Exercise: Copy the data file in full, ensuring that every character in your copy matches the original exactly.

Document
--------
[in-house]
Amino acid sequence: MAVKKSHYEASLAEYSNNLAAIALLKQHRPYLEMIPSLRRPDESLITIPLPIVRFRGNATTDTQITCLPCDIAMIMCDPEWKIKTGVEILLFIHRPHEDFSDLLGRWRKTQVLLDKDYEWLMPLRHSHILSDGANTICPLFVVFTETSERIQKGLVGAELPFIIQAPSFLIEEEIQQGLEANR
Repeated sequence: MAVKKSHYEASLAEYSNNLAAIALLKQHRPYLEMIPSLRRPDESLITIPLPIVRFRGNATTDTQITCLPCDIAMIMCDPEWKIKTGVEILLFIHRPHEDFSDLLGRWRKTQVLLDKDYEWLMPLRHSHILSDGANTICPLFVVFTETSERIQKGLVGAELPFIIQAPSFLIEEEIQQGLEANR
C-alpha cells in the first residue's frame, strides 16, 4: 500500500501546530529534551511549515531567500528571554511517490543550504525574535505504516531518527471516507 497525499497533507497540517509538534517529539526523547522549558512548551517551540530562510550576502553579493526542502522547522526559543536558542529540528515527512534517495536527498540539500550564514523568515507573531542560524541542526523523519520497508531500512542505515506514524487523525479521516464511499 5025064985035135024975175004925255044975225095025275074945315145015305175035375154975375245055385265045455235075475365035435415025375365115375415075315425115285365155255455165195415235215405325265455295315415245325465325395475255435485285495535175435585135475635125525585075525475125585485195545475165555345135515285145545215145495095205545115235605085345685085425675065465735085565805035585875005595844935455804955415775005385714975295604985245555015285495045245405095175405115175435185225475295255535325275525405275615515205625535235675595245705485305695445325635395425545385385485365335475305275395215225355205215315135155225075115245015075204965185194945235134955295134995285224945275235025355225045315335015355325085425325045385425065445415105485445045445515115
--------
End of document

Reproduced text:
[in-house]
Amino acid sequence: MAVKKSHYEASLAEYSNNLAAIALLKQHRPYLEMIPSLRRPDESLITIPLPIVRFRGNATTDTQITCLPCDIAMIMCDPEWKIKTGVEILLFIHRPHEDFSDLLGRWRKTQVLLDKDYEWLMPLRHSHILSDGANTICPLFVVFTETSERIQKGLVGAELPFIIQAPSFLIEEEIQQGLEANR
Repeated sequence: MAVKKSHYEASLAEYSNNLAAIALLKQHRPYLEMIPSLRRPDESLITIPLPIVRFRGNATTDTQITCLPCDIAMIMCDPEWKIKTGVEILLFIHRPHEDFSDLLGRWRKTQVLLDKDYEWLMPLRHSHILSDGANTICPLFVVFTETSERIQKGLVGAELPFIIQAPSFLIEEEIQQGLEANR
C-alpha cells in the first residue's frame, strides 16, 4: 500500500501546530529534551511549515531567500528571554511517490543550504525574535505504516531518527471516507 497525499497533507497540517509538534517529539526523547522549558512548551517551540530562510550576502553579493526542502522547522526559543536558542529540528515527512534517495536527498540539500550564514523568515507573531542560524541542526523523519520497508531500512542505515506514524487523525479521516464511499 5025064985035135024975175004925255044975225095025275074945315145015305175035375154975375245055385265045455235075475365035435415025375365115375415075315425115285365155255455165195415235215405325265455295315415245325465325395475255435485285495535175435585135475635125525585075525475125585485195545475165555345135515285145545215145495095205545115235605085345685085425675065465735085565805035585875005595844935455804955415775005385714975295604985245555015285495045245405095175405115175435185225475295255535325275525405275615515205625535235675595245705485305695445325635395425545385385485365335475305275395215225355205215315135155225075115245015075204965185194945235134955295134995285224945275235025355225045315335015355325085425325045385425065445415105485445045445515115